Friday, 6 January 2012

Gold vs. Inflation


Those who work the hardest and are paid the least, suffer the most from the constant erosion of money's value. Since money has an ever declining value, a financially wise person must constantly seek ways to create and produce more and more value.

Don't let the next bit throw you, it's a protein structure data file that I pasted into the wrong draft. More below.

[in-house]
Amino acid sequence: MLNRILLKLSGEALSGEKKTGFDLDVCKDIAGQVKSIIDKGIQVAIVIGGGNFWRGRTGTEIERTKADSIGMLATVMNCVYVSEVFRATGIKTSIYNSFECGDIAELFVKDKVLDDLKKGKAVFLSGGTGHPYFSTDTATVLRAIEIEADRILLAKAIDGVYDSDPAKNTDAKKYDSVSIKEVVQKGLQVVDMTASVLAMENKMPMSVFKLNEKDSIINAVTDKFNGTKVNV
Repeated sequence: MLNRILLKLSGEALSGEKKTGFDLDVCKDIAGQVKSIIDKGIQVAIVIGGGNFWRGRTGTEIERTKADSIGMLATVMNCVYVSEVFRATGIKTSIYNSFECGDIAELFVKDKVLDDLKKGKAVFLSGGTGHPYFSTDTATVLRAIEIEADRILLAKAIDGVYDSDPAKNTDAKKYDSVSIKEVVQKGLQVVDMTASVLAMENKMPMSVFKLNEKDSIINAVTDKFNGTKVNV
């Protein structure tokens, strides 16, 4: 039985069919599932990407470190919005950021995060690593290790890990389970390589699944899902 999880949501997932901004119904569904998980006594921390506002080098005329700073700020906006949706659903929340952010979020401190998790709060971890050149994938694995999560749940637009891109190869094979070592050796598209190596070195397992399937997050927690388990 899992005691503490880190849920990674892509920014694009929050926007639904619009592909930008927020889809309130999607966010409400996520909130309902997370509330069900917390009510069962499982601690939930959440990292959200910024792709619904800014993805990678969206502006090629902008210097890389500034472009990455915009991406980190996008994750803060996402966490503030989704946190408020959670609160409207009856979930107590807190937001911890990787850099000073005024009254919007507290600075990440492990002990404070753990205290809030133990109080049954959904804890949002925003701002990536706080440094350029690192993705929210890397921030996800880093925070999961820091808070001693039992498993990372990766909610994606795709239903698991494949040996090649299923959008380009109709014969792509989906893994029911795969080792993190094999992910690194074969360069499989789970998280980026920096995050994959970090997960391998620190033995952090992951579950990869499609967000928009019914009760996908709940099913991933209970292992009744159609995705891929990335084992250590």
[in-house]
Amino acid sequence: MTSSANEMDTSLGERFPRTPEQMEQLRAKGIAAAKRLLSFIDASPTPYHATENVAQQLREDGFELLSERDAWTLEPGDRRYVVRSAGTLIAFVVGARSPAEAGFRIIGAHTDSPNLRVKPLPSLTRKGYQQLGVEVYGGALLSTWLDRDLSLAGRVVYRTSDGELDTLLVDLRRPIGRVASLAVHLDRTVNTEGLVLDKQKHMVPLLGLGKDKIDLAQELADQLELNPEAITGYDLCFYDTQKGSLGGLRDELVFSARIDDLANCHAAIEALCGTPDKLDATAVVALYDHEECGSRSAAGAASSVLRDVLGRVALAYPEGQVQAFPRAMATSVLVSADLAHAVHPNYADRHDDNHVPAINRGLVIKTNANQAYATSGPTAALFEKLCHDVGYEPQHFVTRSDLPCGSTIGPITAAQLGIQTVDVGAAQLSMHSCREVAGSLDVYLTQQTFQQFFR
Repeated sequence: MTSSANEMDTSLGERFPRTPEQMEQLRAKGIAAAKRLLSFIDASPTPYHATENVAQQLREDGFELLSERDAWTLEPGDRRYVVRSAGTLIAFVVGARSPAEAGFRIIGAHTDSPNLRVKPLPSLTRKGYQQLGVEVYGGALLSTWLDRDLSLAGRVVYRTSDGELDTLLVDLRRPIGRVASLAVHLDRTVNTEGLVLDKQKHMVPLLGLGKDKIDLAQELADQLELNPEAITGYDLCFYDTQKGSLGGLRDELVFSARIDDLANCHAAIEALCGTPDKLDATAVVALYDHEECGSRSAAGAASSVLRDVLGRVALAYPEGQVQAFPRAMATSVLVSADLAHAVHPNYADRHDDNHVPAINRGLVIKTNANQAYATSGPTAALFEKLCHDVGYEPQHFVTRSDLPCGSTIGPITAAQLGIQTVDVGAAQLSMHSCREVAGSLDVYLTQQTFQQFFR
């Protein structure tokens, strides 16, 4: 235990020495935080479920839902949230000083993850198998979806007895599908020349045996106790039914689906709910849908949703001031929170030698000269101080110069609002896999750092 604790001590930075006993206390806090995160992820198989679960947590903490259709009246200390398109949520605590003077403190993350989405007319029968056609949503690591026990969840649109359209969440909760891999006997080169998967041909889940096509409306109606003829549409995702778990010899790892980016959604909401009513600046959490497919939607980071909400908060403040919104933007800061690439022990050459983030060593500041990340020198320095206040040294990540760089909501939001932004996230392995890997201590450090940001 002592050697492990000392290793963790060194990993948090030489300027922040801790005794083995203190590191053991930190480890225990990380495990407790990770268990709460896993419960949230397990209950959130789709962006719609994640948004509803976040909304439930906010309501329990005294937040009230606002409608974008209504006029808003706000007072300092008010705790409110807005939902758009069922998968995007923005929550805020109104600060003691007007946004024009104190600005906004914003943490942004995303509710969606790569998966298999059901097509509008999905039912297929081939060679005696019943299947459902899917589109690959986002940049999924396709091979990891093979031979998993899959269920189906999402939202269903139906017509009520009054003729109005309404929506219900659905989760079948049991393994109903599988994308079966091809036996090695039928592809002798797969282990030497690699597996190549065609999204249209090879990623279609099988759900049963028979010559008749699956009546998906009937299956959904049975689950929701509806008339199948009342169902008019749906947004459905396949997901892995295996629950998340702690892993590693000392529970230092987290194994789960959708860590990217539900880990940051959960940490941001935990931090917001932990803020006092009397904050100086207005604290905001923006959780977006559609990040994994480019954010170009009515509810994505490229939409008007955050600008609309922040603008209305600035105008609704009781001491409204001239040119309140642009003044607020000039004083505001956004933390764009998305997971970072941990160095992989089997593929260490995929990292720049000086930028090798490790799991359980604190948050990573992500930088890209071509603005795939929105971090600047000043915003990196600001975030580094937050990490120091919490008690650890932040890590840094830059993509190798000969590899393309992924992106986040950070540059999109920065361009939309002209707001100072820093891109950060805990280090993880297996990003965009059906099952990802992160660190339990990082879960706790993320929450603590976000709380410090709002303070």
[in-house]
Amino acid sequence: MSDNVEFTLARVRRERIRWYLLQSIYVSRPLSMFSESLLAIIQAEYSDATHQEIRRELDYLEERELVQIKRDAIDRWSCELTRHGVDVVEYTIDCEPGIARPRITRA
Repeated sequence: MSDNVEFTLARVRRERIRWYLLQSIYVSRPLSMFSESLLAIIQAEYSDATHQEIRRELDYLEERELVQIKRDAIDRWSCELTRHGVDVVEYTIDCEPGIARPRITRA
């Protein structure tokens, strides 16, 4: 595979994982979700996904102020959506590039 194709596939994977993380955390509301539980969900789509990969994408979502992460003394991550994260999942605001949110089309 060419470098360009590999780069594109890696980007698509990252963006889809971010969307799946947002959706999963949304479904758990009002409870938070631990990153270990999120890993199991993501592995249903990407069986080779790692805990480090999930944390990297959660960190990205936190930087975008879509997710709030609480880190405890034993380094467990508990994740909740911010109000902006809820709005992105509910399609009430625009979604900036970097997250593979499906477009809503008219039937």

Under a Gold standard, the amount of credit that an economy can be support is determined by the economies tangible assets. Since every credit instrument is ultimately on some claim on some tangible asset but government bonds are not backed by tangible wealth only by the governments promise by payout by future tax revenues and cannot be easily absolved by the financial markets. A large volume of new government bonds can be sold to the public only progressively higher interest rates, thus governments deficit spending under a gold standard is severely limited. The abandonment of Gold standard made it possible for the welfare states to use the banking system as a means to unlimited credit. They are created papers in the form of government bonds which threw a complex series of steps the bank accept in place of tangible assets and treat as if they were actual deposits. This is just on a ledger in the federal reserve as the equivalent as formerly Gold. The holder of a government bond or a bank deposit created by paper believes he has a valid claim on a real asset. The Law of supply and demand says as the supply of money of claims increases relative to the supply of tangible assets in the economy the prices must eventually rise. Thus earning saved by the productive members of the society lose value in terms of goods, so if you are saving money you are losing money in the system.